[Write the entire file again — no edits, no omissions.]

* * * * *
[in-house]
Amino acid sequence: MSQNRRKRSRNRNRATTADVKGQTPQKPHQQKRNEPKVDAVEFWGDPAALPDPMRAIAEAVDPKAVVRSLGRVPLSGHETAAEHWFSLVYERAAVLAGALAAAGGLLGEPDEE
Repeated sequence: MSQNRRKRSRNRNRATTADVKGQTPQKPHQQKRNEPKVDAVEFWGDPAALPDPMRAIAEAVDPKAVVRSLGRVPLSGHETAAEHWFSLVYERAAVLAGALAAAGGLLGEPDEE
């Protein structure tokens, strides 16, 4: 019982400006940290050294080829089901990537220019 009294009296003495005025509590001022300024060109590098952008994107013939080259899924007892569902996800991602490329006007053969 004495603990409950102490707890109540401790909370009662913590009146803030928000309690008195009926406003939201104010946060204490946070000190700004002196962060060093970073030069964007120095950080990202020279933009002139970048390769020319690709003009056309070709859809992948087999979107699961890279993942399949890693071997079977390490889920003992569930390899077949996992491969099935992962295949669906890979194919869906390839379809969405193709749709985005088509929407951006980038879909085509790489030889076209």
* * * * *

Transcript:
[in-house]
Amino acid sequence: MSQNRRKRSRNRNRATTADVKGQTPQKPHQQKRNEPKVDAVEFWGDPAALPDPMRAIAEAVDPKAVVRSLGRVPLSGHETAAEHWFSLVYERAAVLAGALAAAGGLLGEPDEE
Repeated sequence: MSQNRRKRSRNRNRATTADVKGQTPQKPHQQKRNEPKVDAVEFWGDPAALPDPMRAIAEAVDPKAVVRSLGRVPLSGHETAAEHWFSLVYERAAVLAGALAAAGGLLGEPDEE
């Protein structure tokens, strides 16, 4: 019982400006940290050294080829089901990537220019 009294009296003495005025509590001022300024060109590098952008994107013939080259899924007892569902996800991602490329006007053969 004495603990409950102490707890109540401790909370009662913590009146803030928000309690008195009926406003939201104010946060204490946070000190700004002196962060060093970073030069964007120095950080990202020279933009002139970048390769020319690709003009056309070709859809992948087999979107699961890279993942399949890693071997079977390490889920003992569930390899077949996992491969099935992962295949669906890979194919869906390839379809969405193709749709985005088509929407951006980038879909085509790489030889076209």